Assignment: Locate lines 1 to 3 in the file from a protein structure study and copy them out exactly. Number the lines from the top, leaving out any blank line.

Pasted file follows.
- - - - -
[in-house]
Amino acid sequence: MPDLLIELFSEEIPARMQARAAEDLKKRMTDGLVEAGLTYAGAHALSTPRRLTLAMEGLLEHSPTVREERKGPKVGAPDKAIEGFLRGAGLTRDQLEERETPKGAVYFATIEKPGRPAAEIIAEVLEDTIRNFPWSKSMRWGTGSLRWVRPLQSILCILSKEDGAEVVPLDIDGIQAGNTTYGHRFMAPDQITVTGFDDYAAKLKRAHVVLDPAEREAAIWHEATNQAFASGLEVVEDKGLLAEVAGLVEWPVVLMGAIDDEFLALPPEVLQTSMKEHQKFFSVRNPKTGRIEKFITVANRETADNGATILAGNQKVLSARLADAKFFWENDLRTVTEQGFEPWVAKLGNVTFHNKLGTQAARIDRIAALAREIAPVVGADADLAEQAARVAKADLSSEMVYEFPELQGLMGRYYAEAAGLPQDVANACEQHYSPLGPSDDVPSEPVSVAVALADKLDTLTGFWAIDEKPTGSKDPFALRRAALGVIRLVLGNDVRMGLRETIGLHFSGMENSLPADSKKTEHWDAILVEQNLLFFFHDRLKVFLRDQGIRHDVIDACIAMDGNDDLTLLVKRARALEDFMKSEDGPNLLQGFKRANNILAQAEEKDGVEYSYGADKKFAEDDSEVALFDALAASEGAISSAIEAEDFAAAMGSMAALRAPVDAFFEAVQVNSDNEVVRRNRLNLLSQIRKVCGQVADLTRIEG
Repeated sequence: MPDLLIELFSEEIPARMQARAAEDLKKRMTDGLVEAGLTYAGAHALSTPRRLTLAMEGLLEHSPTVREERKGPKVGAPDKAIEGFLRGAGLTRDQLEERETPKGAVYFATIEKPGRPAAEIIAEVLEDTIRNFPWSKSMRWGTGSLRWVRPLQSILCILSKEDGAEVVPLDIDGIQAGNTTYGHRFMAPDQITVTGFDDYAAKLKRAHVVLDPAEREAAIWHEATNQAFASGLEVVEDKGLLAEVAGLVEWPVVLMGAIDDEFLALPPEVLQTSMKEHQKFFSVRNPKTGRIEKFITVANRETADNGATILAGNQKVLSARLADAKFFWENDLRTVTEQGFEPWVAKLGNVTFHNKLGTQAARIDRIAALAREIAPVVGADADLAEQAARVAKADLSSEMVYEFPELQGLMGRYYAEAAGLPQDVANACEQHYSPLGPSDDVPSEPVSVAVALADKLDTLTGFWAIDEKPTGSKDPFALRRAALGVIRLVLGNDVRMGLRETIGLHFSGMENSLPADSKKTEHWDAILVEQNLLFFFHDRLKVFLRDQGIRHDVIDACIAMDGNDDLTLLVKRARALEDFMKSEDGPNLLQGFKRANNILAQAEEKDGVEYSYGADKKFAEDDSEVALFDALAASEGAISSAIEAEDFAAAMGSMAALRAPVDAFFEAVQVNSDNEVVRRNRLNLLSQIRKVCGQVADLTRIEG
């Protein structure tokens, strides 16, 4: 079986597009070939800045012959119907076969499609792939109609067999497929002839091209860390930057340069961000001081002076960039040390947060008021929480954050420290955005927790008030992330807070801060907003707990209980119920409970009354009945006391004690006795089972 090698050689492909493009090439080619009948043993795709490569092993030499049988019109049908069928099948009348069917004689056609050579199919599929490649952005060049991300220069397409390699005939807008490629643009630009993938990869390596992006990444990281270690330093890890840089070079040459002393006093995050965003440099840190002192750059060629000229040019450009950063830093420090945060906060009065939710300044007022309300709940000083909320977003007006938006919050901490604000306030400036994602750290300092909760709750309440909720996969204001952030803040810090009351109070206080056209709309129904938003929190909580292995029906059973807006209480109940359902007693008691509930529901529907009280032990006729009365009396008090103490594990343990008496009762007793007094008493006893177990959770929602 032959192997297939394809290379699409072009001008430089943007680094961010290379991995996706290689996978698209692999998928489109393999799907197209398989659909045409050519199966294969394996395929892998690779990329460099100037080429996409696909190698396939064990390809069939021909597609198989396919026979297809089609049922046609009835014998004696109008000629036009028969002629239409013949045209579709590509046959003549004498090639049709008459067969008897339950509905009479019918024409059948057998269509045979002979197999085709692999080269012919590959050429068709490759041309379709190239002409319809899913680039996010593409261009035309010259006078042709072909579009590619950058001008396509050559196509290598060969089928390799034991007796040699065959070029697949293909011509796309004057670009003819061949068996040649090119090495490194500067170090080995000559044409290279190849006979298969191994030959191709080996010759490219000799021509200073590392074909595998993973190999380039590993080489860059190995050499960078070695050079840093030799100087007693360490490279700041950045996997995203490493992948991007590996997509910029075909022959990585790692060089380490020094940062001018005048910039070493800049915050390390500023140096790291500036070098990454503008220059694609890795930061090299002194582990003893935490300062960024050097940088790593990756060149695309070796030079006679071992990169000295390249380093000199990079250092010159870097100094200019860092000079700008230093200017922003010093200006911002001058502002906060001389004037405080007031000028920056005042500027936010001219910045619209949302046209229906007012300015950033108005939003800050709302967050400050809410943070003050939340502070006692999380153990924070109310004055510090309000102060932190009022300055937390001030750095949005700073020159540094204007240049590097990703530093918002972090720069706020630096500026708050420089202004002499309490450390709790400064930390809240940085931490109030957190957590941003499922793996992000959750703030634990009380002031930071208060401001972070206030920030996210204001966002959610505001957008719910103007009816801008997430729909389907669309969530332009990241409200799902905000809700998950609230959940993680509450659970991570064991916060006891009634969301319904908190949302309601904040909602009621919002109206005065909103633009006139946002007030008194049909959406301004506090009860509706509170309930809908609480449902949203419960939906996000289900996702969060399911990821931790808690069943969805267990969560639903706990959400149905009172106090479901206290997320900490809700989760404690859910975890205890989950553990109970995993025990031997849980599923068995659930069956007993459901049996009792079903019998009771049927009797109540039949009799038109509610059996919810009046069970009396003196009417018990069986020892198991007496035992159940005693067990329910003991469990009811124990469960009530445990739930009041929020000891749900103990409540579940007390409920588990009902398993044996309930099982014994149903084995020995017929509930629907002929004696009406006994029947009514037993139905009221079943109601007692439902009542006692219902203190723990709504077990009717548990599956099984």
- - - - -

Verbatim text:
[in-house]
Amino acid sequence: MPDLLIELFSEEIPARMQARAAEDLKKRMTDGLVEAGLTYAGAHALSTPRRLTLAMEGLLEHSPTVREERKGPKVGAPDKAIEGFLRGAGLTRDQLEERETPKGAVYFATIEKPGRPAAEIIAEVLEDTIRNFPWSKSMRWGTGSLRWVRPLQSILCILSKEDGAEVVPLDIDGIQAGNTTYGHRFMAPDQITVTGFDDYAAKLKRAHVVLDPAEREAAIWHEATNQAFASGLEVVEDKGLLAEVAGLVEWPVVLMGAIDDEFLALPPEVLQTSMKEHQKFFSVRNPKTGRIEKFITVANRETADNGATILAGNQKVLSARLADAKFFWENDLRTVTEQGFEPWVAKLGNVTFHNKLGTQAARIDRIAALAREIAPVVGADADLAEQAARVAKADLSSEMVYEFPELQGLMGRYYAEAAGLPQDVANACEQHYSPLGPSDDVPSEPVSVAVALADKLDTLTGFWAIDEKPTGSKDPFALRRAALGVIRLVLGNDVRMGLRETIGLHFSGMENSLPADSKKTEHWDAILVEQNLLFFFHDRLKVFLRDQGIRHDVIDACIAMDGNDDLTLLVKRARALEDFMKSEDGPNLLQGFKRANNILAQAEEKDGVEYSYGADKKFAEDDSEVALFDALAASEGAISSAIEAEDFAAAMGSMAALRAPVDAFFEAVQVNSDNEVVRRNRLNLLSQIRKVCGQVADLTRIEG
Repeated sequence: MPDLLIELFSEEIPARMQARAAEDLKKRMTDGLVEAGLTYAGAHALSTPRRLTLAMEGLLEHSPTVREERKGPKVGAPDKAIEGFLRGAGLTRDQLEERETPKGAVYFATIEKPGRPAAEIIAEVLEDTIRNFPWSKSMRWGTGSLRWVRPLQSILCILSKEDGAEVVPLDIDGIQAGNTTYGHRFMAPDQITVTGFDDYAAKLKRAHVVLDPAEREAAIWHEATNQAFASGLEVVEDKGLLAEVAGLVEWPVVLMGAIDDEFLALPPEVLQTSMKEHQKFFSVRNPKTGRIEKFITVANRETADNGATILAGNQKVLSARLADAKFFWENDLRTVTEQGFEPWVAKLGNVTFHNKLGTQAARIDRIAALAREIAPVVGADADLAEQAARVAKADLSSEMVYEFPELQGLMGRYYAEAAGLPQDVANACEQHYSPLGPSDDVPSEPVSVAVALADKLDTLTGFWAIDEKPTGSKDPFALRRAALGVIRLVLGNDVRMGLRETIGLHFSGMENSLPADSKKTEHWDAILVEQNLLFFFHDRLKVFLRDQGIRHDVIDACIAMDGNDDLTLLVKRARALEDFMKSEDGPNLLQGFKRANNILAQAEEKDGVEYSYGADKKFAEDDSEVALFDALAASEGAISSAIEAEDFAAAMGSMAALRAPVDAFFEAVQVNSDNEVVRRNRLNLLSQIRKVCGQVADLTRIEG